There is no upside to increased yields, load factors of decrease in fuel, because the Major partner absorbs most of the cost associated with the flight, the margin is lower on CPA’s as the regional airline has little or no risk.

So the US regional airline must control costs, make sure it is as low as possible and above what you get from your partner, for instance at Skywest the biggest US regional with $3.297 billion in revenue (flies for UA, DL, AA, US and AS-Alaska), operates 757 regional aircraft, average annual aircraft utilization is 3,152 block hours (8.8 hours per day average) and CASM is $0.082 (off course that is very low as it excludes a lot of costs, mainly fuel, etc.) and net RASM is $0.084 very tight margins indeed, net income margin was 4.64% in 2013 !

Air Canada has CPA arrangements with 4 regional airlines in Canada (Jazz, Sky Regional, Air Georgian and EVAS) which operate 19 passenger Beech 1900D’s to E175’s and Q400’s, and is slowly adopting the same competition oriented bidding process for new routes and aircraft that US mainline carriers are using to squeeze their 8 regional airlines to bid as low as possible. Jazz use to be the exclusive partner for Air Canada but not anymore, and the last 3 big deals (5 x Q400’s, 15 x E175’s and 6 x CRJ-200’s) did not go to Jazz, but to Sky Regional and Air Georgian.

The CPA responsibility for the Air Canada Express partners is the same as in the US, provide crews, flight operations, airframe maintenance and where required airport operations, while Air Canada determines routes, schedule, ticket prices and marketing. For Air Canada the benefits are cost advantage (AC claims -11% saving in operating costs in E175 operation after Sky regional took over the operation of all 15 from AC), flexibility and a big competitive advantage as Air Canada Express serves 60 destinations of which 31 are NOT served by WestJet (yet).

For The Air Canada Express partners they get to fly nice equipment, expand their business, have protection from cost volatility, have long term agreements and guarantees, where would EVAS or Air Georgian or Sky Regional be without Air Canada’s CPA ? its a wonderful opportunity and with Jazz/Chorus Aviation CPA to expire December 31, 2020 who knows what will happen in the next 6+ years ! Jazz lost out on the last 3 big deals (26 aircraft), and its 62 strong DHC-8 fleet is getting old and what of the 26 strong CRJ-200’s ? so there are questions about its future direction, though no one talks about it, but I do, it generates 99% of its revenue from Air Canada has also fallen on its face with the $15 million loss on the Pluna bankruptcy (Uruguayan airline) and the Thomas Cook operation of 6 x B757 for 5 years was cancelled after 2 years, we shall see but change is needed somewhere.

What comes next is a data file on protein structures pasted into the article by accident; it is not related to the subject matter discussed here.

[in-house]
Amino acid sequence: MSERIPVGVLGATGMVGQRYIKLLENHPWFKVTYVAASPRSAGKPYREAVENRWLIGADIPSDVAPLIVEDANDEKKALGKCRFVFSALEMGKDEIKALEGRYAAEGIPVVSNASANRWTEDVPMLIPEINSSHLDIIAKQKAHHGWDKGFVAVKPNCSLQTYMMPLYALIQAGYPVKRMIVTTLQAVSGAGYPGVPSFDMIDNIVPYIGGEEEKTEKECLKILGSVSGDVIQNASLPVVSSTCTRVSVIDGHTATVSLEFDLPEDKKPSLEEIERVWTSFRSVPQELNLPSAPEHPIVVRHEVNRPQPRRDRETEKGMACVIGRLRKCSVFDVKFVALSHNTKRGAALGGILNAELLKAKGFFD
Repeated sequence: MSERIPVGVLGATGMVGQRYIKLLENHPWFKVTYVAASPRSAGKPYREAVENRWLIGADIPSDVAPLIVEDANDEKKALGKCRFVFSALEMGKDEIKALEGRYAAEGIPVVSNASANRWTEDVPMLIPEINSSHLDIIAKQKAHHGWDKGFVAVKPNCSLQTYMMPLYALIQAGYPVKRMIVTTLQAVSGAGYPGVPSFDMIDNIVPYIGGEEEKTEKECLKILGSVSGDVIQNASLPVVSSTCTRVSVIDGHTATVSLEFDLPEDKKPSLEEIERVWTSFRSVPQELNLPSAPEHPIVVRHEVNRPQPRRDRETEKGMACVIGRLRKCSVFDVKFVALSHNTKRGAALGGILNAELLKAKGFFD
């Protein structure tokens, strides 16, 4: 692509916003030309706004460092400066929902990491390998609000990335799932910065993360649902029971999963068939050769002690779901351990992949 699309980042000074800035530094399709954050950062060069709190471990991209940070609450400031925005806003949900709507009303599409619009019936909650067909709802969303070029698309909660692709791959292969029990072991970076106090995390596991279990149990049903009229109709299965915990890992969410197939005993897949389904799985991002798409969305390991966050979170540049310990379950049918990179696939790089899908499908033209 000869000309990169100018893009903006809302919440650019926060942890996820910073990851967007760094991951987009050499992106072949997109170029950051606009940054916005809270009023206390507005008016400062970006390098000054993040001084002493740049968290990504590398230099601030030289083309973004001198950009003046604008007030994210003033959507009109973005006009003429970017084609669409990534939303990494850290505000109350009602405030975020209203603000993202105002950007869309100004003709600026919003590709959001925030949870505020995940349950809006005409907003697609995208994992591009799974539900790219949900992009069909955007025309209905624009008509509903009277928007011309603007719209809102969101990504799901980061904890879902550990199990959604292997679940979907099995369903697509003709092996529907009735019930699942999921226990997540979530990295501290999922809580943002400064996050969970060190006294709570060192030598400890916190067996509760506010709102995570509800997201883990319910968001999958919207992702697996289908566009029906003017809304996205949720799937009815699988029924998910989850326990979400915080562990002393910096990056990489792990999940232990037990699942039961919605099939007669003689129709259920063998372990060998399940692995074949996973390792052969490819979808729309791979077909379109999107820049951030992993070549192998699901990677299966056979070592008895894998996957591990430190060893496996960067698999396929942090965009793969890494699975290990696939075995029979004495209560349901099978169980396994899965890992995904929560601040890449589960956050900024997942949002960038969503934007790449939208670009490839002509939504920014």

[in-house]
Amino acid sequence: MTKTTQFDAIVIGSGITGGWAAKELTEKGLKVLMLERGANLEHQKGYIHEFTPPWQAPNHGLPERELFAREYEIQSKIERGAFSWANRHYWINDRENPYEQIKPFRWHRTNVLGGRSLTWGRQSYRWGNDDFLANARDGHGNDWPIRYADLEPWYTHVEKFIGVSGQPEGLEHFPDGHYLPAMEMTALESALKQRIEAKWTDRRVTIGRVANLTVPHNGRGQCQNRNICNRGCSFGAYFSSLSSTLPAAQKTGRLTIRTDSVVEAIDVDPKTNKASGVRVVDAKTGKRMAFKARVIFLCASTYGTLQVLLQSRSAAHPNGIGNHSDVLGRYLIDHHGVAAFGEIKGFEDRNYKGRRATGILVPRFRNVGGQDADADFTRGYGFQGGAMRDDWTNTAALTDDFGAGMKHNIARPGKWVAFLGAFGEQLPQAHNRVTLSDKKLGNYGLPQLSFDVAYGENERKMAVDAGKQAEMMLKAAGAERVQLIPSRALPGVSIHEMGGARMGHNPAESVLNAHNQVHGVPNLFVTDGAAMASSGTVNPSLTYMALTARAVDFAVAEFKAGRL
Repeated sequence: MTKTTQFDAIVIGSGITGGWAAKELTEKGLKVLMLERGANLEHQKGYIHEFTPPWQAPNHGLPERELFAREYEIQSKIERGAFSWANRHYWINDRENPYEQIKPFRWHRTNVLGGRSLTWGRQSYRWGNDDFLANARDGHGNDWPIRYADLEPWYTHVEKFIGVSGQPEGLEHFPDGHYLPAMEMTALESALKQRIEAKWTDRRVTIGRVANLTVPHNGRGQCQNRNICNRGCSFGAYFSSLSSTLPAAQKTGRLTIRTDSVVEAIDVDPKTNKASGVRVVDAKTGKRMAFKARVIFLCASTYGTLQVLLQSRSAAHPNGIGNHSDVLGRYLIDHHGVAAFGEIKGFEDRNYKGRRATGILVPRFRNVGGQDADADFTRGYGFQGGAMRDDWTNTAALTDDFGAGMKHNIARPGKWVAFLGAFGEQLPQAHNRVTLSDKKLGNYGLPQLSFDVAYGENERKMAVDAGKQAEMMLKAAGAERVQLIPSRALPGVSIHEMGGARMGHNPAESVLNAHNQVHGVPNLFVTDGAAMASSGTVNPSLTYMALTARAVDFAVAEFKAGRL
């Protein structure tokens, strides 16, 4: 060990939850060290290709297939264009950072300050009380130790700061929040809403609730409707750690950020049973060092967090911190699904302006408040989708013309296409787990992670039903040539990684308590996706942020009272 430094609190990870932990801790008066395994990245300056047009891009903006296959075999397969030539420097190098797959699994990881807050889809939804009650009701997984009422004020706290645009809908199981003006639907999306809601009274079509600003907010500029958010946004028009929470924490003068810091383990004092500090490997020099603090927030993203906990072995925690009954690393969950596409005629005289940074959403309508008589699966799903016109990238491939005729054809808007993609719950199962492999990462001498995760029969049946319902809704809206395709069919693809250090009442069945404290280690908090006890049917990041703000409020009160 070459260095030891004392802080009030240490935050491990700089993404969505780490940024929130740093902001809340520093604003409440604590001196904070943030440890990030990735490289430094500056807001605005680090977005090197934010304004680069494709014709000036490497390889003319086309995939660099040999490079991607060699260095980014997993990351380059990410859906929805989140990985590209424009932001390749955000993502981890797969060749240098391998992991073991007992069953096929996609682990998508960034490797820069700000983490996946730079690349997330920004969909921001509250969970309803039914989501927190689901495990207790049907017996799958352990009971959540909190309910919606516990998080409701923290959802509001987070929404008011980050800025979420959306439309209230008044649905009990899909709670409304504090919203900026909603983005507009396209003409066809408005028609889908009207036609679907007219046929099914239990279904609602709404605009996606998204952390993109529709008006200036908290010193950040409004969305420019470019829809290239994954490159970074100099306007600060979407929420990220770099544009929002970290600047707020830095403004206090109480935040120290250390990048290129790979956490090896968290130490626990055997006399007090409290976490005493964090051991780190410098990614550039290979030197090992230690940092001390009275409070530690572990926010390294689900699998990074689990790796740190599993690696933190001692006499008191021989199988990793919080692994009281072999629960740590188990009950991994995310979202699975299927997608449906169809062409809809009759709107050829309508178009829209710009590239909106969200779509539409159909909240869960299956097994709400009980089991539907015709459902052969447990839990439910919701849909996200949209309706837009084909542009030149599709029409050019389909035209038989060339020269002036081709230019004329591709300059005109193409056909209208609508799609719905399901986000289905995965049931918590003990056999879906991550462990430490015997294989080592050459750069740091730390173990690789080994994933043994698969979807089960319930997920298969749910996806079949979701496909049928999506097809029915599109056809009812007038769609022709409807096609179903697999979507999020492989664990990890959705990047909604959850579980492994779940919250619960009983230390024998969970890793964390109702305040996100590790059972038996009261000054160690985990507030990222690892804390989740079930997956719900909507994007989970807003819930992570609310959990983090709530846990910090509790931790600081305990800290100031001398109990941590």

Embraer 170-1CRJ700

These are the new large RJ’s the E170 and CRJ-700 both can have two class seating for 65+ passengers, the two class cabin improves the economics of the aircraft as the Majors target premium yield passengers and a better product on connecting flights is needed, which was not really offered on the 50 seat RJ’s.

 

2. REVENUE SHARING ARRANGEMENT (Pro-Rate)

Here the major airline and the regional airline negotiate a proration formula, where the regional airline receives a percentage of the ticket revenues for those passengers travelling for one portion of their trip with the regional airline, all costs are borne by the regional airline. There is an upside if yield and load factors increase or fuel prices decrease, and also a downside, where the regional can be in a loss situation on its pro-rate flights. The Majors like this set up and want the regional airlines to do more pro-rate deals, but few takers for now.

In fact, Skywest to my knowledge is the biggest pro-rate regional with roughly 10% of its revenues coming from such an arrangement, leaving 90% for the almost risk free CPA flying.

Let’s look at the operators of small and large regional jets in the US:

1. Skywest with 515 small RJ’s, flies 341 for UA, 147 for DL, 12 for AA, 15 for US . Operates 205 Large RJ’s, 70 for UA, 30 for DL, 47 for AA and 58 for US.

2. Envoy (ex-American Eagle) with 198 small RJ’s for AA (soon down to 178). Operates 47 Large RJ’s all for AA

3. Endeavor Air (ex-Pinnacle now DL owned) recently had 140 small RJ’s now down to 96 and all gone by end of 2014. Operates 66 Large RJ’s with 15 due this year